When you are generous, you don’t just make others happy. According to various research studies, you are also boosting your own health.
The holidays are an opportunity to teach your children about the importance — and joy — of giving back to the community. The benefits of these lessons go way beyond childhood, too. Find some tips to introducing the importance of giving back, even from a young age.
You know those tiny button batteries that power holiday toys? Don’t leave them lying around small children or pets. If swallowed, they’re a choking and poisoning hazard.
Doctors say it’s not uncommon to see an increase in people complaining about migraines this time of the year. Changes in diet, scents and sleep patterns are all triggers. So be aware --and maybe go easy on the pine-scented candles.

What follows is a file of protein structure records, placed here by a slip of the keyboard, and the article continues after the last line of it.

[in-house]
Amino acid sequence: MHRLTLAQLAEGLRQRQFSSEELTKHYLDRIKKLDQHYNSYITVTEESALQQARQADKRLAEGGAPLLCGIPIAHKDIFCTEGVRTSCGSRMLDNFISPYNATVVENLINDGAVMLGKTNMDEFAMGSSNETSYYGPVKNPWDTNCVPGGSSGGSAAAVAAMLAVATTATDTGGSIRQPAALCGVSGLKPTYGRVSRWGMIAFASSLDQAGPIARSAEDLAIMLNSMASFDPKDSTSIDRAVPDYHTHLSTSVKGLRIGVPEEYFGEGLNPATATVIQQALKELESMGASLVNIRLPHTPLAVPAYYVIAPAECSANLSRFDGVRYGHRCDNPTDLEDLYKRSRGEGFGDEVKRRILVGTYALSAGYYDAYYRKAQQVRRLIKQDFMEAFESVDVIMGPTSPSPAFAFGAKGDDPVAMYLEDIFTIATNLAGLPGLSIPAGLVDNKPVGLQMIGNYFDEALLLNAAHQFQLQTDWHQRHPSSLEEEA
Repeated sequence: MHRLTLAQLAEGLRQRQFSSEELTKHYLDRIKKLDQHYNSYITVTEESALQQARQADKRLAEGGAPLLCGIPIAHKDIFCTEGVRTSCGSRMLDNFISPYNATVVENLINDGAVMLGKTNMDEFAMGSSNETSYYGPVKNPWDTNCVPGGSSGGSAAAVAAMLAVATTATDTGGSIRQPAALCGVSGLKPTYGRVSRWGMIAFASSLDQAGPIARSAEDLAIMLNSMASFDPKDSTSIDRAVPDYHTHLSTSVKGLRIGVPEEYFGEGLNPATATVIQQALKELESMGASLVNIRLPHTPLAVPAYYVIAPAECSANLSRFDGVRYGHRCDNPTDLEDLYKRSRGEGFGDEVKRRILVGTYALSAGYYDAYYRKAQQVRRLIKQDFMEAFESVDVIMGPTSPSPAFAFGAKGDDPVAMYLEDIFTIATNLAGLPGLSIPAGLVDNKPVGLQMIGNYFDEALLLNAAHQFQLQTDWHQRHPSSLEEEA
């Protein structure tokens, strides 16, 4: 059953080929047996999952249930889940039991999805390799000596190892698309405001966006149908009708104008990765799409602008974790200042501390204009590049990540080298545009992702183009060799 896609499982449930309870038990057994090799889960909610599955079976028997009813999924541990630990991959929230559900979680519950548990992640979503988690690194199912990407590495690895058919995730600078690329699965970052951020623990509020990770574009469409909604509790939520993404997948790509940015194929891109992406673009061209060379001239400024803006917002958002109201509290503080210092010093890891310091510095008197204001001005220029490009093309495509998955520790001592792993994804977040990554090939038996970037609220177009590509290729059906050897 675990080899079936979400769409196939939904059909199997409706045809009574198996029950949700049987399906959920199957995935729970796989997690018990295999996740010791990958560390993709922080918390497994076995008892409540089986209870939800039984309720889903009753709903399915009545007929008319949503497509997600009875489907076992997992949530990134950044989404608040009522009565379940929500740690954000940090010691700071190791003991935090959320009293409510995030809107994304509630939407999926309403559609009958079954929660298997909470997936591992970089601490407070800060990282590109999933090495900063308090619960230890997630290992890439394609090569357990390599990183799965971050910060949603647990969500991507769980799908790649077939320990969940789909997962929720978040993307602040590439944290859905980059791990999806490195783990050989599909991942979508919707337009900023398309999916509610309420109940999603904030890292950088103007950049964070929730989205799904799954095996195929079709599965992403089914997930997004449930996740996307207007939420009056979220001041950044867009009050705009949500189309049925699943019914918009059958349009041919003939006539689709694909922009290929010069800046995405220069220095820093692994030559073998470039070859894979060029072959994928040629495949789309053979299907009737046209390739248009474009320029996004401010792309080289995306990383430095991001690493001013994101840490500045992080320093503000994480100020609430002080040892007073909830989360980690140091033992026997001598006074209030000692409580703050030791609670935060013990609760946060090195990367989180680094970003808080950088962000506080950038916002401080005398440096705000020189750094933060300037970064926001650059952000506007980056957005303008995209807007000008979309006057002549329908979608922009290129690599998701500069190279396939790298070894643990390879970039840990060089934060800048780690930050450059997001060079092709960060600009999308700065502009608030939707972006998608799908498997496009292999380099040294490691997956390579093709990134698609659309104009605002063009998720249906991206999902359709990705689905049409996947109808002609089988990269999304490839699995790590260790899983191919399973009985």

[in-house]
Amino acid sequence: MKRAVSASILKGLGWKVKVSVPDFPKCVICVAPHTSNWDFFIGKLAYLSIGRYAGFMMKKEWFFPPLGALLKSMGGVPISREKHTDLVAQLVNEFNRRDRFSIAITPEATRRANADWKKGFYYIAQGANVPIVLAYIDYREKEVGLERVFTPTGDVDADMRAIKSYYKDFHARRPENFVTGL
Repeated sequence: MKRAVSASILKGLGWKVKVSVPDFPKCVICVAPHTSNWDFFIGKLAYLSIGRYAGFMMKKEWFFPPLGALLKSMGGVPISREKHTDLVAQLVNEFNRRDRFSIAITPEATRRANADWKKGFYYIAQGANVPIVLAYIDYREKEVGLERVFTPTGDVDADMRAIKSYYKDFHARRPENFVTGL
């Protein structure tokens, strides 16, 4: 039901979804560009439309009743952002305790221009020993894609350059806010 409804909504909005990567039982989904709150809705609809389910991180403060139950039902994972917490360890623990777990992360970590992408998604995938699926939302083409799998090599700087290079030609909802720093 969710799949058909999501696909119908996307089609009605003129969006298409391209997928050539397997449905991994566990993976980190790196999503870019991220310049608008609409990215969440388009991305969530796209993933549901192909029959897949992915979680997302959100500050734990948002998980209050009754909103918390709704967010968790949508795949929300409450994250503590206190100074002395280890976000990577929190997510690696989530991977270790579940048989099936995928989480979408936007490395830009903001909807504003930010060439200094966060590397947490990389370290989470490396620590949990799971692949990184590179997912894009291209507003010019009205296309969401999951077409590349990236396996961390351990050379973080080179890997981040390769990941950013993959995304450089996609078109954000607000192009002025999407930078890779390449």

Do you have gifts to buy, parties to plan, and lots of activities to squeeze in between now and New Year’s Day? It's easy to feel overwhelmed and to lose sight of the fun at this time of year. Psychologist Michael McKee, PhD, has three simple mood-lifting tips.
With some planning, parents can offer their children with autism a satisfying experience with Santa. Here are five tips for making the trek to see Santa a merry one.
It may be tempting to fill your kids’ Christmas stocking with candy and sweet goodies. If you want to try a healthier route, find alternatives that encourage better eating and exercise habits.
Want to be a hero to your kids and give them that puppy or kitten they’ve been begging for as a holiday gift? Pediatrician Emma Raizman, MD, says: Think it through.
Are those jingle bells sounding more like jingle blahs? If so, you’re not alone. Taking time out for gratitude can help you handle the holiday blues.